Former slugger to work with Burroughs

Updated: March 17, 2004, 7:13 PM ET
Associated Press

PEORIA, Ariz. -- Ken Caminiti is back in baseball, at least temporarily, as a spring training instructor with the San Diego Padres.

"I've been trying to stay away from it. Just everything that's happened. Shamed, embarrassed, whatever. I just stayed away," Caminiti said Wednesday.

"I was nervous coming here. You don't know what to expect. I still don't know what the hell I'm doing. Just walking around with a fungo in my hand," the former San Diego slugger and Gold Glove winner said.

Padres owner John Moores and general manager Kevin Towers figured it would be good for Caminiti to get back into baseball, even for a few weeks. It took some prodding, and he finally arrived in camp on Tuesday.

"I feel I have a lot to offer," said Caminiti, who'll work with third baseman Sean Burroughs and be available to talk with players about his various experiences.

After the Atlanta Braves dropped Caminiti from their roster for the 2001 NL championship series, "I walked out, and I got in all that trouble," he said. "From there it was downhill. It's been a good cleanup period for me. It's been real positive."

Caminiti was arrested on drug possession charges in November 2001 after authorities said he was found in a Houston hotel room with crack. He pleaded guilty the following March and was placed on three years' probation and fined $2,000. He tested positive for cocaine use in January 2003 and was ordered to a state-run drug treatment facility.

In May 2002, Caminiti told Sports Illustrated that he used steroids during his MVP season in 1996 with the Padres, when he hit a career-high .326 with 40 home runs and 130 RBI. He estimated half the players in the big leagues were also using them.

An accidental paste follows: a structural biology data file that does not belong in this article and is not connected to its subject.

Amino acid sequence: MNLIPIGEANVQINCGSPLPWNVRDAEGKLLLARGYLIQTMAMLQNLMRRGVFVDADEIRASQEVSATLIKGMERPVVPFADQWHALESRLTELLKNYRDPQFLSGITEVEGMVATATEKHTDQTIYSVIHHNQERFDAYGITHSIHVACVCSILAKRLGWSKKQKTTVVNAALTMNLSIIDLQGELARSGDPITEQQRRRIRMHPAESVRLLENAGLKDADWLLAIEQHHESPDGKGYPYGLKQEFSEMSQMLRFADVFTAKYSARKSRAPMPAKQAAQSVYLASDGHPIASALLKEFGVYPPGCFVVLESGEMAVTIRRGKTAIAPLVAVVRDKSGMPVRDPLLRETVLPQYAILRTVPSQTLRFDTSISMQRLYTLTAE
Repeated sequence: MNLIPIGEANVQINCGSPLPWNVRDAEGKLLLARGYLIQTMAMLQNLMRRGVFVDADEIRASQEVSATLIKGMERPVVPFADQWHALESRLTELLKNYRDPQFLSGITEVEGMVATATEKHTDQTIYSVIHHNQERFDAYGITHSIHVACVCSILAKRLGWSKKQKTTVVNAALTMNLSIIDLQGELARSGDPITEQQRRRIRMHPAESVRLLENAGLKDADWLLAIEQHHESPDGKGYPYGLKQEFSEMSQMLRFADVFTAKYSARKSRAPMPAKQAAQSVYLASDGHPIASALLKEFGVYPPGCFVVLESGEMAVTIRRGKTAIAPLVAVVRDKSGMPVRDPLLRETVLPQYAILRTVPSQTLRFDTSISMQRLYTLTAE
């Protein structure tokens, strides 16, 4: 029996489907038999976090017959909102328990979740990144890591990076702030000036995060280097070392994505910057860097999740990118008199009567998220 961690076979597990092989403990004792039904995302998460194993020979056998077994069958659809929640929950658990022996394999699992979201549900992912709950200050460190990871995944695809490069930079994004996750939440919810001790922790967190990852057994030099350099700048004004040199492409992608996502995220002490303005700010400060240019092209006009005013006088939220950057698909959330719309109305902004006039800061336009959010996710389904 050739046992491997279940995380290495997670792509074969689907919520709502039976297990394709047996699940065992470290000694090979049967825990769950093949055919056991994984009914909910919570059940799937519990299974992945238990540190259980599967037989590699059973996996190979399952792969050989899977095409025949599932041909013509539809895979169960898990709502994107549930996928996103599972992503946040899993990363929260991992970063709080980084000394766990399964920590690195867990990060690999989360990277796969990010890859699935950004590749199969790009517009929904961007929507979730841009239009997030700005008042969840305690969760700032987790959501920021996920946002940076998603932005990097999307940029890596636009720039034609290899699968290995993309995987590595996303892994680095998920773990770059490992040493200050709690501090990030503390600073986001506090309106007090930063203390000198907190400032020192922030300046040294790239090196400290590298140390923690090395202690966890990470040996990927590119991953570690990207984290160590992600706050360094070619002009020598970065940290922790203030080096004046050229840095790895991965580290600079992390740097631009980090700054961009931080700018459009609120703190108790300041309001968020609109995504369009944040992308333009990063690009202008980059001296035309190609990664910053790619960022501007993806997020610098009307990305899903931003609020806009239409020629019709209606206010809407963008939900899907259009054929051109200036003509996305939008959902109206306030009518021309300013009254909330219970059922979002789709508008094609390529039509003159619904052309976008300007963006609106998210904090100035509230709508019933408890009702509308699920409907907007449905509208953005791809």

On Wednesday, Caminiti briefly touched on why he began using steroids, but declined to comment on baseball's current steroids scandal.

"Maybe at another date," he said. "Right now, you know what, they're pretty much doing a good job of getting steroids away from everybody. I don't really care to discuss it. I guess everybody's really scared to talk about it. Maybe that's why I got in so much trouble with it, because everybody was scared to talk about it at first.

"Maybe that's another reason I stayed away for so long. I thought I stepped on a lot of players, which I never intended to do," he said.

Caminiti said he hasn't paid attention to the case against the Bay Area Laboratory Co-Operative.

"Every time there's something about baseball and steroids, I just turn the sound down. I don't read about it, I don't want to know about it," he said.

Caminiti, a switch-hitter, tore his left rotator cuff early in the 1996 season. He played through the pain the rest of the year, leading the Padres to the NL West title and winning the MVP unanimously.

Caminiti's shoulder required reconstructive surgery that offseason.

"The lack of strength in it, that's when everything happened for me," he said. "That's when I started experimenting with things here and there, trying to make my shoulder strong, just getting it to where I could lift it."

Asked specifically about using steroids, he said:

"I don't know if they put me on the field. They might have enhanced my play. But I would have played with it anyway. Steroids didn't kill the pain."

Caminiti said he also used a substance that stimulated his body's production of hormones.

"I just abused that," he said.

With his Popeye-like forearms, the 40-year-old Caminiti still looks as if he could walk up to home plate and swat a ball over the fence. But there are touches of gray in his goatee and his face looks haggard.

Caminiti, who's also battled alcohol abuse, said his problems are behind him "as long as I want them behind me. I've got to just be happy and take care of myself. You know what? I say that just because I've relapsed enough to know. It can sneak up on you anytime. You've just got to be realistic. I'm really not as scared to talk about it as I used to be, just because I've had so many problems with it."

Last September, as the Padres played their final games at Qualcomm Stadium, Caminiti was a guest of Moores and received a standing ovation.

"It was pretty touching," Caminiti said. "It was by far the best feeling I've had in a baseball setting."


Copyright 2004 by The Associated Press